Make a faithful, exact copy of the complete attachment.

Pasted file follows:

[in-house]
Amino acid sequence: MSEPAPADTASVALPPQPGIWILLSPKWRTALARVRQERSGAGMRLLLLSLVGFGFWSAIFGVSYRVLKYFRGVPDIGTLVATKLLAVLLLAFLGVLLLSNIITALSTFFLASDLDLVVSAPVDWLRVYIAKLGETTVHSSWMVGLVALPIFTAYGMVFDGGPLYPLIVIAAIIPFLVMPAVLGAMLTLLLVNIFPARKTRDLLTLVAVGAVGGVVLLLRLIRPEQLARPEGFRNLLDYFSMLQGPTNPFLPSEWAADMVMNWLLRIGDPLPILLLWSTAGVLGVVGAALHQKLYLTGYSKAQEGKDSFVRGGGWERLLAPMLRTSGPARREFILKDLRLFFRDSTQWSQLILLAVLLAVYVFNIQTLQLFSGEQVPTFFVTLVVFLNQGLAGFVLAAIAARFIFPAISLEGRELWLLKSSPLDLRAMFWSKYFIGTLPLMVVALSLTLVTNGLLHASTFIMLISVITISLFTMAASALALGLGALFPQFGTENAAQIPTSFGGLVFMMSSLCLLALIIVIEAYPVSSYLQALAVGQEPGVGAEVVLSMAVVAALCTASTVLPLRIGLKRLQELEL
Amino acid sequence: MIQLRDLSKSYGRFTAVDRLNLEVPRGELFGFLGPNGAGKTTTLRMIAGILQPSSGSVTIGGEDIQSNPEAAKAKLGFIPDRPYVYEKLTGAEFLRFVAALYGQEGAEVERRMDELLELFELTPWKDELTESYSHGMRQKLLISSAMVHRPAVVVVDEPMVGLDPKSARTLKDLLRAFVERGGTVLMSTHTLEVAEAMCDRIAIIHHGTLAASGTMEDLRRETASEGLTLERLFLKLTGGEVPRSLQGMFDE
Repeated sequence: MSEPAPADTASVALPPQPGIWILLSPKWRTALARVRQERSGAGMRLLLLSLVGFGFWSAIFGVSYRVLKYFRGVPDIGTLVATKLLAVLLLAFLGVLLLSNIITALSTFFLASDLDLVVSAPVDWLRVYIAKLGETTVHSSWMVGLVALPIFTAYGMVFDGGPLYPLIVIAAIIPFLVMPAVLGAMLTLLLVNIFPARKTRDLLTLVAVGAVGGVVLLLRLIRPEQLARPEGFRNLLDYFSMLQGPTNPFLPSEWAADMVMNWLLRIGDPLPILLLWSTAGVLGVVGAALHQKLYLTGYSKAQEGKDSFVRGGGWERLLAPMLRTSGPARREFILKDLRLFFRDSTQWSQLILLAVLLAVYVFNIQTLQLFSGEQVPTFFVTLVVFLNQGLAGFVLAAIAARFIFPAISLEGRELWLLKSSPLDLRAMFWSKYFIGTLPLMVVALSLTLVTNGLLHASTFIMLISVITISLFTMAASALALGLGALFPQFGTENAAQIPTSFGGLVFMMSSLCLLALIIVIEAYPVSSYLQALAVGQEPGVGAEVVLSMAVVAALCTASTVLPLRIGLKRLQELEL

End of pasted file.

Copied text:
[in-house]
Amino acid sequence: MSEPAPADTASVALPPQPGIWILLSPKWRTALARVRQERSGAGMRLLLLSLVGFGFWSAIFGVSYRVLKYFRGVPDIGTLVATKLLAVLLLAFLGVLLLSNIITALSTFFLASDLDLVVSAPVDWLRVYIAKLGETTVHSSWMVGLVALPIFTAYGMVFDGGPLYPLIVIAAIIPFLVMPAVLGAMLTLLLVNIFPARKTRDLLTLVAVGAVGGVVLLLRLIRPEQLARPEGFRNLLDYFSMLQGPTNPFLPSEWAADMVMNWLLRIGDPLPILLLWSTAGVLGVVGAALHQKLYLTGYSKAQEGKDSFVRGGGWERLLAPMLRTSGPARREFILKDLRLFFRDSTQWSQLILLAVLLAVYVFNIQTLQLFSGEQVPTFFVTLVVFLNQGLAGFVLAAIAARFIFPAISLEGRELWLLKSSPLDLRAMFWSKYFIGTLPLMVVALSLTLVTNGLLHASTFIMLISVITISLFTMAASALALGLGALFPQFGTENAAQIPTSFGGLVFMMSSLCLLALIIVIEAYPVSSYLQALAVGQEPGVGAEVVLSMAVVAALCTASTVLPLRIGLKRLQELEL
Amino acid sequence: MIQLRDLSKSYGRFTAVDRLNLEVPRGELFGFLGPNGAGKTTTLRMIAGILQPSSGSVTIGGEDIQSNPEAAKAKLGFIPDRPYVYEKLTGAEFLRFVAALYGQEGAEVERRMDELLELFELTPWKDELTESYSHGMRQKLLISSAMVHRPAVVVVDEPMVGLDPKSARTLKDLLRAFVERGGTVLMSTHTLEVAEAMCDRIAIIHHGTLAASGTMEDLRRETASEGLTLERLFLKLTGGEVPRSLQGMFDE
Repeated sequence: MSEPAPADTASVALPPQPGIWILLSPKWRTALARVRQERSGAGMRLLLLSLVGFGFWSAIFGVSYRVLKYFRGVPDIGTLVATKLLAVLLLAFLGVLLLSNIITALSTFFLASDLDLVVSAPVDWLRVYIAKLGETTVHSSWMVGLVALPIFTAYGMVFDGGPLYPLIVIAAIIPFLVMPAVLGAMLTLLLVNIFPARKTRDLLTLVAVGAVGGVVLLLRLIRPEQLARPEGFRNLLDYFSMLQGPTNPFLPSEWAADMVMNWLLRIGDPLPILLLWSTAGVLGVVGAALHQKLYLTGYSKAQEGKDSFVRGGGWERLLAPMLRTSGPARREFILKDLRLFFRDSTQWSQLILLAVLLAVYVFNIQTLQLFSGEQVPTFFVTLVVFLNQGLAGFVLAAIAARFIFPAISLEGRELWLLKSSPLDLRAMFWSKYFIGTLPLMVVALSLTLVTNGLLHASTFIMLISVITISLFTMAASALALGLGALFPQFGTENAAQIPTSFGGLVFMMSSLCLLALIIVIEAYPVSSYLQALAVGQEPGVGAEVVLSMAVVAALCTASTVLPLRIGLKRLQELEL